Quaker women -- Education
Subject Source: Library of Congress Subject Headings
Found in 5 Collections and/or Records:
Heacock Family Papers
Overview The Heacocks were a Quaker family of Bucks and Montgomery Counties, Pennsylvania. The collection includes correspondence, diary, and letter book (1871-1872), of Joseph Heacock (1846-1918), farmer, of Wyncote, Pa., including material relating to his work on a farm in Albion, N.Y., and in iron works in Pittsburgh, Pa., to earn money to pay debts; account book (1836-1877) of his father, Joseph Heacock (1800-1883); papers relating to the teaching activity of his wife, Elizabeth Walker Heacock,...
Hadassah M. L. (Hadassah Moore Leeds) Holcombe Diaries
Overview Hadassah M.L. Holcombe (1891-1978) was a Quaker educator who was a co-founder of the Friends Council of Education and served as Secretary of the Friends General Conference and Chairman of the Committee on Education of the Friends World Conference. Hadassah Holcombe taught mathematics at the Germantown Friends School for ten years, and, in addition to her other activities, served on the Boards of Swarthmore College, Antioch, George School, Sidwell Friends, and Haverford College. The...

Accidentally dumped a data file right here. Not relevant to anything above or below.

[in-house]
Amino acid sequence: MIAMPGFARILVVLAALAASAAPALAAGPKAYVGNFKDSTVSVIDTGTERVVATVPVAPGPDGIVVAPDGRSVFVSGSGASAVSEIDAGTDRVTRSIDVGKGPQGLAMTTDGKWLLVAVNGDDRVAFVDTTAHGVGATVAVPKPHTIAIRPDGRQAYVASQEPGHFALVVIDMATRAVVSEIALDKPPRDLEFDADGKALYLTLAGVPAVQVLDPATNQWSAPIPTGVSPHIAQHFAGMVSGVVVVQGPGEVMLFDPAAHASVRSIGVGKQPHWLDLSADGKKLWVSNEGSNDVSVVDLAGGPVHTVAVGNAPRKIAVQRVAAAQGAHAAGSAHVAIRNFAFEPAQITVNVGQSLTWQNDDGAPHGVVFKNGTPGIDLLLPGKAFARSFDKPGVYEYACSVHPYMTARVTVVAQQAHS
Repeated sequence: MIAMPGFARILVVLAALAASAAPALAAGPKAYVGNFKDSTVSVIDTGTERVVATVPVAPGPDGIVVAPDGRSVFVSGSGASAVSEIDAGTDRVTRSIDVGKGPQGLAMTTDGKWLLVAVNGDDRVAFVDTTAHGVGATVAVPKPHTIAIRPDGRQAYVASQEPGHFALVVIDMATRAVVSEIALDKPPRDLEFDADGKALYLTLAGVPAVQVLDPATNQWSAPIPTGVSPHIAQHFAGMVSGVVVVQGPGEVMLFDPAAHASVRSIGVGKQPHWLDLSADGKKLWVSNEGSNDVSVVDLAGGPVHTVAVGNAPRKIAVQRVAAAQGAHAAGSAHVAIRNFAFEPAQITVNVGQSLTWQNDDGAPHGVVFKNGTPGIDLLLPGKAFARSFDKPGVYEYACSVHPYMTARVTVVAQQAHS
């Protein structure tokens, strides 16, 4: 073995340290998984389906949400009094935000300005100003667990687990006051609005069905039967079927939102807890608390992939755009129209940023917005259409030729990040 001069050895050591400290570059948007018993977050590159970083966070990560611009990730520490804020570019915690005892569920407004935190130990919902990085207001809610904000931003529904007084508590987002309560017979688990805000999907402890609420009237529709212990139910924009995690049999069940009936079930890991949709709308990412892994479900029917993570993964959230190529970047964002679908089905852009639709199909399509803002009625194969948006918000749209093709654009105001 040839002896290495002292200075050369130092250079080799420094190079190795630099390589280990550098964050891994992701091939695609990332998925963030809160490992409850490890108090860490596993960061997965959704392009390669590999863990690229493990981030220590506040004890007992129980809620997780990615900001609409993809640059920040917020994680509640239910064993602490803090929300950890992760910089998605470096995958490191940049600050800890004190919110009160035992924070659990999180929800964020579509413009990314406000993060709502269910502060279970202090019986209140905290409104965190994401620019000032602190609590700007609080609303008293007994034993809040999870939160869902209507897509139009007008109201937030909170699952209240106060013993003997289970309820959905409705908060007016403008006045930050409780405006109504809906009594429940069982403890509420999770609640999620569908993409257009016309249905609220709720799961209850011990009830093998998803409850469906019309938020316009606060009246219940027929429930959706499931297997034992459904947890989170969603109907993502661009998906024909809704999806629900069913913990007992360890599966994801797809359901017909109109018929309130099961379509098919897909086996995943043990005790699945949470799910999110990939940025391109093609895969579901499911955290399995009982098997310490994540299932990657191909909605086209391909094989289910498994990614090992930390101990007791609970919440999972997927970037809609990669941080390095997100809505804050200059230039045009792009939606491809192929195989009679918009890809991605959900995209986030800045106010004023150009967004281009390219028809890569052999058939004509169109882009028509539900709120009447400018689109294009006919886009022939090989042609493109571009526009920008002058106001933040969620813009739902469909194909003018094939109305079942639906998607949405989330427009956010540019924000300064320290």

Emily Howland Family Papers
Overview Emily Howland (1827-1929) was a Quaker humanitarian and educator who is particularly known for her work with formerly-enslaved African Americans in Virginia during and after the American Civil War. A birthright Friend, Emily Howland was the only daughter of Slocum and Hannah (Tallcot) Howland of Sherwood, N.Y. She was educated locally and for a brief period in Philadelphia, and then moved to Washington, D.C. in 1857 to teach at the Miner School for Freedmen. During the war she worked at a...
E. Mae Myers papers
Collection — Box 1
The collection contains diaries and memorabilia of E. Mae Myers (1879-1953), a Quaker educator and graduate of the Martin Academy and Swarthmore College.
Dates: 1896 - 1942
Schofield Normal and Industrial School (Aiken, S.C.) Records
Overview The Schofield Normal and Industrial School was founded in 1868 by Martha Schofield (1839-1916), a Pennsylvania Quaker. Her intention initially was to provide education for formerly enslaved people. The School gradually evolved into a boarding school for training young blacks in industrial trades or to become teachers. It was absorbed into the public school system in 1952. The collection contains minutes of the board of trustees (1886-1942), legal documents, financial records, correspondence...